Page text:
Silencing the Science on Gun Research
On December 14, a 20-year-old Connecticut man shot and killed his mother in the home they shared. Then, armed with 3 of his mother’s guns, he shot his way into a nearby school, where he killed 6 additional adults and 20 first-grade children. Most of those who died were shot repeatedly at close range. Soon thereafter, the killer shot himself. This ended the carnage but greatly diminished the prospects that anyone will ever know why he chose to commit such horrible acts.
In body count, this incident in Newtown ranks second among US mass shootings. It follows recent mass shootings in a shopping mall in Oregon, a movie theater in Colorado, a Sikh temple in Wisconsin, and a business in Minnesota. These join a growing list of mass killings in such varied places as a high school, a college campus, a congressional constituent meeting, a day trader’s offices, and a military base. But because this time the killer’s target was an elementary school, and many of his victims were young children, this incident shook a nation some thought was inured to gun violence.
As shock and grief give way to anger, the urge to act is powerful. But beyond helping the survivors deal with their grief and consequences of this horror, what can the medical and public health community do? What actions can the nation take to prevent more such acts from happening, or at least limit their severity? More broadly, what can be done to reduce the number of US residents who die each year from firearms, currently more than 31 000 annually?1
The answers are undoubtedly complex and at this point, only partly known. For gun violence, particularly mass killings such as that in Newtown, to occur, intent and means must converge at a particular time and place. Decades of research have been devoted to understanding the factors that lead some people to commit violence against themselves or others. Substantially less has been done to understand how easy access to firearms mitigates or amplifies both the likelihood and consequences of these acts.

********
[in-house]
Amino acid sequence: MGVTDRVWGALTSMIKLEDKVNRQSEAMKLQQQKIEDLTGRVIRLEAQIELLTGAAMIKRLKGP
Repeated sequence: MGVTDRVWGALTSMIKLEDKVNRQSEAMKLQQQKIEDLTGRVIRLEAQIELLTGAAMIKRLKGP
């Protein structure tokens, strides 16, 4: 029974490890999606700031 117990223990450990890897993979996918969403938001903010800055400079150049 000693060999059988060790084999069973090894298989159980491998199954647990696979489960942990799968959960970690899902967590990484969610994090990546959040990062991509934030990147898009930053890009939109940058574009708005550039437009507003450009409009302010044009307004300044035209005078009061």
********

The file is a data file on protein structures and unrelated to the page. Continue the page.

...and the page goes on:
For example, background checks have an effect on inappropriate procurement of guns from licensed dealers, but private gun sales require no background check. Laws mandating a minimum age for gun ownership reduce gun fatalities, but firearms still pass easily from legal owners to juveniles and other legally proscribed individuals, such as felons or persons with mental illness. Because ready access to guns in the home increases, rather than reduces, a family’s risk of homicide in the home, safe storage of guns might save lives.2 Nevertheless, many gun owners, including gun-owning parents, still keep at least one firearm loaded and readily available for self-defense.3
In 2011, Florida’s legislature passed and Governor Scott signed HB 155, which subjects the state’s health care practitioners to possible sanctions, including loss of license, if they discuss or record information about firearm safety that a medical board later determines was not ‘relevant’ or was ‘unnecessarily harassing.’ A US district judge has since issued a preliminary injunction to block enforcement of this law, but the matter is still in litigation. Similar bills have been proposed in 7 other states.